2014: The Numbers

This post is so woefully overdue that I almost wasn’t going to write it. Then I thought, hey, what’s the use of all this data just sitting here all by itself? I know there are numbers nerds out there, so I’m going to share.

Total books read

97

This is down from 2013, which was at 101. Do I have excuses? You bet i do! Do you care? Probably not.

 

The gender break down: Not bad, if I do say so myself!! And more female authors read than the year before. But am I giving male authors a fair chance?

pieChart_jpg (1)

 

The genre breakdown: Yowzers! Not a great split. And when you look at the gender breakdown of the authors, it’s even more depressing. Only 40% of the non-fiction I read was by women. Ponder to yourselves what that may mean. I think it means I don’t read many memoirs and that so-called serious books tend to be written by men, and yes, there is a problem with that.

pieChart_jpg (2)

Author’s Nationality: Looks like I read a lot of Americans this year. Again. But I also read many more Brits, and that was one of my goals now that I’m living permanently in the UK. And you can see that CanLit suffered as a result.

I also made up the category of Global. There were quite a few authors I read this year that truly are global citizens. For example, born in India, went to university in the US, and divides their time between the UK and India.

pieChart_jpg (3)

Where in the world my reading took me: Unfortunately, this neat little map does not show how much I read set in each country. So, for example, it looks like I did a lot of Russian reading, when in fact I read only one book set there. Australia, on the other hand, fared quite well in my reading in 2014.

Svalbard Spain United States of America Antarctica South Georgia Falkland Islands Bolivia Peru Ecuador Colombia Venezuela Guyana Suriname French Guiana Brazil Paraguay Uruguay Argentina Chile Greenland Canada United States of America United States of America Israel Jordan Cyprus Qatar United Arab Emirates Oman Yemen Saudia Arabia Iraq Afghanistan Turkmenistan Iran Syria Singapore China Mongolia Papua New Guinea Brunei Indonesia Malaysia Malaysia Tiawan Philippines Vietnam Cambodia Laos Thailand Burma Bangladesh Sri Lanka India Bhutan Nepal Pakistan Afghanistan Turkmenistan Tajikistan Kyrgyzstan Uzbekistan Japan North Korea South Korea Russia Kazakhstan Russia Montenegro Portugal Azerbaijan Armenia Georgia Ukraine Moldova Belarus Romania Bulgaria Macedonia Serbia Bosonia & Herzegovina Turkey Greece Albania Croatia Hungary Slovakia Slovenia Malta Spain Portugal Spain France Italy Italy Austria Switzerland Belgium France Ireland United Kingdom Norway Sweden Finland Estonia Latvia Lithuania Russia Poland Czech Republic Germany Denmark The Netherlands Iceland El Salvador Guatemala Panama Costa Rica Nicaragua Honduras Belize Mexico Trinidad & Tobago Puerto Rico Dominican Republic Haiti Jamaica The Bahamas Cuba Vanuatu Australia Solomon Islands Fiji New Caledonia New Zealand Eritrea Ethiopia Djibouti Somalia Kenya Uganda Tanzania Rwanda Burundi Madagascar Namibia Botswana South Africa Lesotho Swaziland Zimbabwe Mozambique Malawi Zambia Angola Democratic Repbulic of Congo Republic of Congo Gabon Equatorial Guinea Central African Republic Cameroon Nigeria Togo Ghana Burkina Fassu Cote d'Ivoire Liberia Sierra Leone Guinea Guinea Bissau The Gambia Senegal Mali Mauritania Niger Western Sahara Sudan Chad Egypt Libya Tunisia Morocco Algeria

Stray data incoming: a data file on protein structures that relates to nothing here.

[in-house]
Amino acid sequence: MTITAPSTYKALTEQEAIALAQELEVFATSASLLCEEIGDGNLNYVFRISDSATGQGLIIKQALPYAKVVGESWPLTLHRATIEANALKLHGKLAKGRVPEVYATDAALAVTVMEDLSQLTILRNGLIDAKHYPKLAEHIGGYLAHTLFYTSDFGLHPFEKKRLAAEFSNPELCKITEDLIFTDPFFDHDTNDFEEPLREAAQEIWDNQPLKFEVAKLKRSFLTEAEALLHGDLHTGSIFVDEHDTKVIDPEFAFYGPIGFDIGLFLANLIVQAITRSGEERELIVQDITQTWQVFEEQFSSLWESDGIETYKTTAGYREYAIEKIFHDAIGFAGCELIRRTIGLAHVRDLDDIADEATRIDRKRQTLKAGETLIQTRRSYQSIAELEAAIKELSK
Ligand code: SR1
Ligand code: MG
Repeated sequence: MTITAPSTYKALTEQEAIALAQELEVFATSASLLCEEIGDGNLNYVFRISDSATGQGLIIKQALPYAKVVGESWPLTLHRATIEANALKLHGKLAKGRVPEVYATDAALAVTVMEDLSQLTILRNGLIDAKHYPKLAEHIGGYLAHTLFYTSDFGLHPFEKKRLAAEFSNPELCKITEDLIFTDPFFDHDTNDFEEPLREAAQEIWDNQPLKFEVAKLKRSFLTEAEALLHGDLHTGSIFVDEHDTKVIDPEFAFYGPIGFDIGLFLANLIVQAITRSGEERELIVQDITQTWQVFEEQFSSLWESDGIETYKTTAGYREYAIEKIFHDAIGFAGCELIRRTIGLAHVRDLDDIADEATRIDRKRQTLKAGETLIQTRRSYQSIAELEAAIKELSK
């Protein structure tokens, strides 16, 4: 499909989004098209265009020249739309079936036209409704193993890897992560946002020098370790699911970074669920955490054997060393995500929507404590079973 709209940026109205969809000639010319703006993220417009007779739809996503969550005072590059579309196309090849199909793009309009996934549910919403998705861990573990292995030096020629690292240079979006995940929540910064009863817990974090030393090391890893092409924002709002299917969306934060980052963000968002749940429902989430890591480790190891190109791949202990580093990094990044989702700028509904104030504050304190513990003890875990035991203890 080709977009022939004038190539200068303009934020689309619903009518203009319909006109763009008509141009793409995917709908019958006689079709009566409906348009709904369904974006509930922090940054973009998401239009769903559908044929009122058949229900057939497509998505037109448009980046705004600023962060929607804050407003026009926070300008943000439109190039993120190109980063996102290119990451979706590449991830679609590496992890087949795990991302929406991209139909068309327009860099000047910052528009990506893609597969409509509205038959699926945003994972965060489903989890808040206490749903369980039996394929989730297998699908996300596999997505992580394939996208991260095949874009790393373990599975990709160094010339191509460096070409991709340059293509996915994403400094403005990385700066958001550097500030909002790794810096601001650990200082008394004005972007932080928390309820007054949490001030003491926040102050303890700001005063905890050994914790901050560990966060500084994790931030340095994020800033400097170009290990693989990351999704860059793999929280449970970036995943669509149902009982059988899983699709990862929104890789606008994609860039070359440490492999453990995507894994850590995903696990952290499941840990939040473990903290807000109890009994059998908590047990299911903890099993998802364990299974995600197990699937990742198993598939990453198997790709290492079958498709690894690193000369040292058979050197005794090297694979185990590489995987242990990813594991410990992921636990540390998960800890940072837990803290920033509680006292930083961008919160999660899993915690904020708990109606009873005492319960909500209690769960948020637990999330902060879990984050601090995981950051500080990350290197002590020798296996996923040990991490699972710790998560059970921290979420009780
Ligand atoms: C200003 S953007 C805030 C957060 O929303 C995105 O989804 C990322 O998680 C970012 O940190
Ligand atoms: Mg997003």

Map Legend: 10%, 27 of 263 Territories
 Maroon

 

AfghanistanAmerican SamoaAustraliaBelgiumCanadaChileCubaCook IslandsEgyptFrench PolynesiaFranceGermanyHaitiIndiaJapanKenyaNetherlandsNepalPakistanPortugalPapua New GuineaPhilippinesRussiaTanzaniaUnited KingdomUnited StatesVietnam

 

Where my reading took me


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15 Comments

  1. 97 books! That’s amazing!
    I totally agree with Shannon. There are some awesome Non Fic books by women coming out this year. In very far advance, may I recommend Spinster by Kate Bolick? Honestly, I absolutely adored it. It’s part memoir and part study about how women in the 20th & 21st centuries treat the idea of marriage, and the idea of a “self”. It was fascinating.
    Love your map and all the amazing places you travelled with your reading :).

  2. Thanks for sharing this! I like what you said about ‘global’ authors. I’m never sure how to categorize authors who were born in Kenya but moved to the US at the age of 5 or who have lived in many countries.

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